Back in October I made a decision. It was such a good decision. And it changed, for the better, the direction of my life. There has not been a moment since that I have regretted making it. I have feared that it might lead to failure, only to then remind myself that failure is sometimes a trick of the eye (or how we choose to define it). And so I have put one foot in front of the other, so sure that whatever I was moving towards, was better than standing still--and I have stood still for far too long (see: fear). And for the first few months, my decision was directional. I had tasks and lists and boxes to check. But then came the waiting. Which I always knew was going to come, and I always knew I wasn't going to like. But it was necessary--a part of the process. The waiting to find out. The great, big, gaping unknown. And sitting in unknown has never really been...well, you know, a thing that I'm good at.
Years ago, in a funk--when funks were more often than not--I went to see Tom. And Tom pointed out that the funks seemed to show up whenever my life lacked movement. When things felt still, settled, unyielding.
I crave movement. All. the. time.
Which brings us back to this moment, right now. This moment where the directionality of my plan (and life) is purposefully on pause, and I don't yet know what will come next. In some ways, the fact that I am breathing, at all, is a miracle. And yet, I know I will look back on this time, years from now--minutes from now, even--as nothing short of miraculous. Holy even.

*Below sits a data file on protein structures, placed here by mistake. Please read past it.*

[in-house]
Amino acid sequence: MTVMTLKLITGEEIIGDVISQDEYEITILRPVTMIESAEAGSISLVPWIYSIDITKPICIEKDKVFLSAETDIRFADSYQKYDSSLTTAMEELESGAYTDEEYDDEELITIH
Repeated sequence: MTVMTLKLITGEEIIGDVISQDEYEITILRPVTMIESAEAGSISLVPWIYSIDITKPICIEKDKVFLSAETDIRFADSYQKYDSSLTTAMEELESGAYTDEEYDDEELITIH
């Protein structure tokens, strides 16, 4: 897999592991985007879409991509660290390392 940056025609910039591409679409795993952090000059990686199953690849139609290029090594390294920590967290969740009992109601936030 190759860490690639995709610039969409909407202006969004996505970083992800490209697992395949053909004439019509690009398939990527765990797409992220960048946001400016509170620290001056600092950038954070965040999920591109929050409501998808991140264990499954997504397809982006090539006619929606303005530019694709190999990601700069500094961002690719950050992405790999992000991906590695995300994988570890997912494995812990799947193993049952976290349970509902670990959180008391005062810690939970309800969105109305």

That being said, there was a morning last week--probably the morning after I'd congratulated myself on not falling down the rabbit-hole of old habits--that I did not want to get out of bed. (God was I good at sleeping through depression). And as I lay in bed, a small, slow panic settling in, there came a thought: movement.
I may not be able to move mountains today, but I can fake the feeling. I can create literal, physical, actual movement.
So I sat upright and got to work. I tasked myself with five things to do before noon (which is, still to this day, some of the best advice I've ever received), and I created physical movement around me. I turned on the small fan I keep in the corner to get some air circulating. I stripped the bed of the sheets and started a load of laundry (actual, physical, circular movement). I took a shower, washed my hair, swiped on some perfume--some lipstick, too. I watered the plants, making sure something would grow on this day. I lit a candle, watched it flicker. I ran a vacuum over the rug, and then I turned on the music just a bit too loud, and gave thanks for it all. The mess and frustration and stillness and movement and this very holy season.
And the funk moved right on by.